The sit-in movement was a cornerstone of the Civil Rights era, and perhaps best known for the Greensboro Four—a group of college students who sat in at a Woolworth’s lunch counter in North Carolina in 1960. Rooted in nonviolence, sit-ins became a far-reaching advocacy strategy that spanned lunch counters, department stores, courtrooms, and the White House.
Linda Benson, Ayanna Najuma, and Carolyn House (seated on the floor, left to right), staging a sit-in at Bishop’s Restaurant in Oklahoma City on May 31, 1963. Also pictured: Maurice Coffey, and Dwayne Cosby. Courtesy of the Oklahoma Historical Society, John Melton Collection.
But while the Greensboro protest sparked the movement, one of the first sit-ins happened two years earlier at Katz Drug Store in Oklahoma City.
Church leaders and activists gathered in front of the Municipal Building in Oklahoma City in December 1960, with a sign reading, ‘I’m Doing My Christmas Shopping at Katz This Year.’ Courtesy of the Oklahoma Historical Society, John Melton Collection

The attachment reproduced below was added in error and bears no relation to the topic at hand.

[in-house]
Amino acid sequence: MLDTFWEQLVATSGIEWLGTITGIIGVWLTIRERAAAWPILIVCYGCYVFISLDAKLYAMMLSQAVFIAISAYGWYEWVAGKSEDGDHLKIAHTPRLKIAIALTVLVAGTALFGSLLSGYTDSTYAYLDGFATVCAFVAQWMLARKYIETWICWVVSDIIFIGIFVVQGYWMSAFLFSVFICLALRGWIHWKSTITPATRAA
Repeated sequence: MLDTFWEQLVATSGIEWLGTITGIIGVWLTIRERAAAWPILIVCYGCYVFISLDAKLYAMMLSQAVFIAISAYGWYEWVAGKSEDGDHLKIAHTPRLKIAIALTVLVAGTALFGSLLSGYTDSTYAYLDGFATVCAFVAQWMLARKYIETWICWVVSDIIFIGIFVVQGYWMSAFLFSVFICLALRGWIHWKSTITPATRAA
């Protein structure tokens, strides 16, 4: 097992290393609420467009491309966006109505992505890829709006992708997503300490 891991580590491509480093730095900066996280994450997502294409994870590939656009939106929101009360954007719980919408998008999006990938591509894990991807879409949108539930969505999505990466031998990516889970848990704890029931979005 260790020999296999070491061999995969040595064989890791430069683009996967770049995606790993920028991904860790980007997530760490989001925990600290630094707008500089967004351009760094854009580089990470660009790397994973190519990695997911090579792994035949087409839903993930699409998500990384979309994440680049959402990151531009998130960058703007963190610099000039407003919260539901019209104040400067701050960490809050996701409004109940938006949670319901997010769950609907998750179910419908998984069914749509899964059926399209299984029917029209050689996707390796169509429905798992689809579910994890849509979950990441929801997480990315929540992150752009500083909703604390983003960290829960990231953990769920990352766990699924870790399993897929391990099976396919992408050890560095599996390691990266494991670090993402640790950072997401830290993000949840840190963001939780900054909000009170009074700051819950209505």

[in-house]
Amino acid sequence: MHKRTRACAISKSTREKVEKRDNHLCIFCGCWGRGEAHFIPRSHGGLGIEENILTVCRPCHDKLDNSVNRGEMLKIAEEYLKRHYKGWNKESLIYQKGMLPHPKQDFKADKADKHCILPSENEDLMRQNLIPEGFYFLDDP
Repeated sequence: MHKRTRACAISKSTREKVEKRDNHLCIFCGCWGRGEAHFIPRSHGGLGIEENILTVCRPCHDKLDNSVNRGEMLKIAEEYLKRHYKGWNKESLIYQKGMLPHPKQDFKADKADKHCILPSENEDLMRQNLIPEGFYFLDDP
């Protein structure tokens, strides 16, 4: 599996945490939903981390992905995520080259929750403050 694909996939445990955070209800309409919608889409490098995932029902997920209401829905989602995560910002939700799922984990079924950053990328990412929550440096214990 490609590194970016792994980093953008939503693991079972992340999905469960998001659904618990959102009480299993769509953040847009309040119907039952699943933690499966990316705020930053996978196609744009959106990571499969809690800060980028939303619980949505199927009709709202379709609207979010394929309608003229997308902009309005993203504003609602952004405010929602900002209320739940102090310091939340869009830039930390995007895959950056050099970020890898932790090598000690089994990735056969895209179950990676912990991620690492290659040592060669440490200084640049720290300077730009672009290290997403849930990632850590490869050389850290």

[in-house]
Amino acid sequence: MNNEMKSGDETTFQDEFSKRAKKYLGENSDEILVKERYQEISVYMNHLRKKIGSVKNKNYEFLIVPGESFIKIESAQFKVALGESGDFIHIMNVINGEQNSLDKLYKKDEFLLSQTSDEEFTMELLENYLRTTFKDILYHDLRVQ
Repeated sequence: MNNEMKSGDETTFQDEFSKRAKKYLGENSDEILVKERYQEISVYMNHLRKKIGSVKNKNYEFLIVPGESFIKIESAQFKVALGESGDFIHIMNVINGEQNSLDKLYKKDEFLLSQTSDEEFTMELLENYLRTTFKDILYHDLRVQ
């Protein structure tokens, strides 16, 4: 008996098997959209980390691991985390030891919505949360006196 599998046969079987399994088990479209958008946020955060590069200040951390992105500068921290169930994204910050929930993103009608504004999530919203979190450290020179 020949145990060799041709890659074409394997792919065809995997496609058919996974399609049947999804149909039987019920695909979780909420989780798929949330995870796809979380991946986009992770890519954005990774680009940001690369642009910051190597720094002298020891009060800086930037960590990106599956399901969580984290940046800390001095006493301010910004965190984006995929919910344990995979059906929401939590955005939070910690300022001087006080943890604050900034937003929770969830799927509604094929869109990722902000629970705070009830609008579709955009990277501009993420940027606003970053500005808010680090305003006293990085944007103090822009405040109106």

It was staged by children, and among them was 7-year-old Ayanna Najuma. At StoryCorps, she remembered how it started with a NAACP Youth Council trip.
Top Photo: Ayanna Najuma (center) and other NAACP Youth Council staging a sit-in at Katz Drug Store in Oklahoma City on August 19, 1958. Courtesy of the Oklahoma Historical Society, John Melton Collection.
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Originally aired August 18, 2023, on NPR’s Morning Edition.